Business

Libor scandal: Paul Tucker denies 'leaning on' Barclays

The deputy governor of the Bank of England (BoE) has said he did not give Barclays instructions to lower its Libor submissions in 2008.

Paul Tucker said no government minister had asked him to "lean on" Barclays over its inter-bank lending rates.

But he also told MPs that the BoE and the government feared that Barclays might need a bailout.

Ex-Barclays boss Bob Diamond's account of a conversation between the two gave "the wrong impression", Mr Tucker said.

That telephone conversation, which took place on 29 October 2008, has come under much scrutiny.

Mr Diamond's note of the call concluded by saying Mr Tucker had stated that "it did not always need to be the case that we appeared as high [with Libor submissions] as we have recently".

Mr Tucker told the Treasury Select Committee that, unlike Mr Diamond, he had not made a note of the conversation. "Sitting here, I greatly wish I had taken a note of it," he said.

"I think the last sentence gives the wrong impression," he said.

"It should have said something along the lines of: 'Are you ensuring that you, the senior management of Barclays, are following the day-to-day operations of your money market desk, your treasury, are you ensuring that they don't march you over the cliff inadvertently by giving signals that you need to pay up for funds?'"

Mr Tucker said that Mr Diamond's resignation from Barclays last week was the right decision, as "absolutely decisive action was needed to start a new chapter".

Discretion

While he said the BoE did not think Barclays was "doomed" in 2008, Mr Tucker said there was "anxiety" about the bank's funding position.

He said there was concern that after RBS, HBOS and Lloyds had to be bailed out by the government in the middle of October 2008, Barclays could be "next in line".

At the time, Barclays' submissions of its borrowing rates were higher than those of other banks. Mr Tucker claims that he was warning Mr Diamond that Barclays risked spooking investors to such an extent that they might find the market became closed to it.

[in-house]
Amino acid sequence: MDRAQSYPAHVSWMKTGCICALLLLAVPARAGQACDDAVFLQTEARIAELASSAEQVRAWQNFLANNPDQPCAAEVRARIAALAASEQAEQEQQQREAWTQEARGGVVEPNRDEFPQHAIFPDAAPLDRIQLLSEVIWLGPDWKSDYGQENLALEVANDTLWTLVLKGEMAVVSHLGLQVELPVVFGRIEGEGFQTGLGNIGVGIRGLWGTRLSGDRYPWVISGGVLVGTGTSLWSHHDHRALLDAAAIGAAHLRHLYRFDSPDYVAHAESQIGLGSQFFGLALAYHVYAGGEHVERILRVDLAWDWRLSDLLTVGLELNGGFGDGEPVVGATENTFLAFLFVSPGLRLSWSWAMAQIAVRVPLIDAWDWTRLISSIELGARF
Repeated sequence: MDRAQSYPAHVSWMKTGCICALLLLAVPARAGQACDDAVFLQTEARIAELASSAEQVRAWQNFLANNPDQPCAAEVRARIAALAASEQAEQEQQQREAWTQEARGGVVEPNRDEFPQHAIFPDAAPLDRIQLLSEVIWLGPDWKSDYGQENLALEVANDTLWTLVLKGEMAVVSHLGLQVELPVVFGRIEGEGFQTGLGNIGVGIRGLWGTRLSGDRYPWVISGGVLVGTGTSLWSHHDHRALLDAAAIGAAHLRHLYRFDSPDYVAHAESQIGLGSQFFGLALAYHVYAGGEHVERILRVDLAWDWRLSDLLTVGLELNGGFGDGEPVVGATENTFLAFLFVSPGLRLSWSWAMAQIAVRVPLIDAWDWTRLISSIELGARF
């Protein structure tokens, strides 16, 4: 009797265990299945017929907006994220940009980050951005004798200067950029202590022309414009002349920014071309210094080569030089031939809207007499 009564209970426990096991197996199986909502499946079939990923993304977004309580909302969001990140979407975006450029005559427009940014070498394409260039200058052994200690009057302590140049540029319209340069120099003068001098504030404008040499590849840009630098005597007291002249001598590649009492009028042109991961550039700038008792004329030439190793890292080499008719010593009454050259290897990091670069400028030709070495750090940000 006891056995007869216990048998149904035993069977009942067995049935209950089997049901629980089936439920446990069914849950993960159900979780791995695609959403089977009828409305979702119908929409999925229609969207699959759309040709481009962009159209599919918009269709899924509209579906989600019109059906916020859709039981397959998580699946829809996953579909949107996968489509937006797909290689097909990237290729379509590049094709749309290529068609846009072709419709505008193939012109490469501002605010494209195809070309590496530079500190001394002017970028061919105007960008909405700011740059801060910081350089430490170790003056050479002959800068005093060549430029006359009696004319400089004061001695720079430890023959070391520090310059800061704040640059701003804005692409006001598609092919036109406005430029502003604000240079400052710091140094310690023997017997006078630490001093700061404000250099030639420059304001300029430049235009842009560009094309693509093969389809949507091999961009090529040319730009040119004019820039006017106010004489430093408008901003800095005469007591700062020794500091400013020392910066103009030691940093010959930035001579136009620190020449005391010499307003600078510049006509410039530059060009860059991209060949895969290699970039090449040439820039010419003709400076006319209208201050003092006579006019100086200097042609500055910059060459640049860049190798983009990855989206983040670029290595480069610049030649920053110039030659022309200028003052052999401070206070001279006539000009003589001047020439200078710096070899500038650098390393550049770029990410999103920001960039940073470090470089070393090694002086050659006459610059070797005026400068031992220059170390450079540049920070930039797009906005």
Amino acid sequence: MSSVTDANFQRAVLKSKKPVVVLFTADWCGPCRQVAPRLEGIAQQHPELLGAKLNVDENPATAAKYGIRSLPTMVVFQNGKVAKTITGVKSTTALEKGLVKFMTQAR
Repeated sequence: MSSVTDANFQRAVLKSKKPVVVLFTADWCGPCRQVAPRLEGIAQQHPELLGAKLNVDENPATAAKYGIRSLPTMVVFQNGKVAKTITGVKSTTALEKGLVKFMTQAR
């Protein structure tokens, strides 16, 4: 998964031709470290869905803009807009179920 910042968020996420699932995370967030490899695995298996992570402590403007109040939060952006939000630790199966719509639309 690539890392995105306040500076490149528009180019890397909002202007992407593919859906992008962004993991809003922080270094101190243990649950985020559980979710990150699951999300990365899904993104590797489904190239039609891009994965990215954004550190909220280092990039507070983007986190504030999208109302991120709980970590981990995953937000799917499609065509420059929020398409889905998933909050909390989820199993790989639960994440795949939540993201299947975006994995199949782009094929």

BBC business editor Robert Peston said the BoE deputy governor was telling Mr Diamond to get a grip on Barclays' dealing desks, to prevent it becoming the next big bank of the time to be semi-nationalised.

Mr Tucker said he was not aware of any Libor manipulation at the time, but now realised the Libor market was a "cesspit".

Emails released earlier on Monday revealed that the BoE had almost daily contact with Barclays over inter-bank lending at the end of October 2008.

At this time, during the height of the financial crisis, Barclays was trying to manipulate Libor rates by submitting lower borrowing rates.

These rates, submitted by a number of banks, go into calculating the daily Libor, or London inter-bank lending rate, which is the basis for millions of daily financial transactions.

'Absolutely not'

Mr Tucker, who had last week requested a hearing with the Treasury Select Committee "as soon as possible", was asked if any government official or minister in 2008 had asked him "to lean on" Barclays or any other bank to lower their Libor submissions.

Specifically, he was asked about Shriti Vadera, an adviser to then-Prime Minister Gordon Brown, and shadow chancellor Ed Balls, who was then a Labour minister.

His response each time was "absolutely not". He added: "I don't think I spoke to Shriti Vadera throughout this period at all."

He said that one of the "senior officials" he had spoken to about Libor was Cabinet Secretary Sir Jeremy Heywood. He said the person he had spoken to most at Whitehall was Tom Scholar at the Treasury.

Chancellor George Osborne had said last week that Mr Balls had "questions to answer" over the Libor scandal, although he has now said that his Labour counterpart was not personally involved in the scandal.

Labour's Chris Leslie, shadow financial secretary to the Treasury, said: "It is now crystal clear that the allegations he threw around were completely wrong and without foundation."

He called on Mr Osborne to "publicly withdraw these false allegations and apologise".

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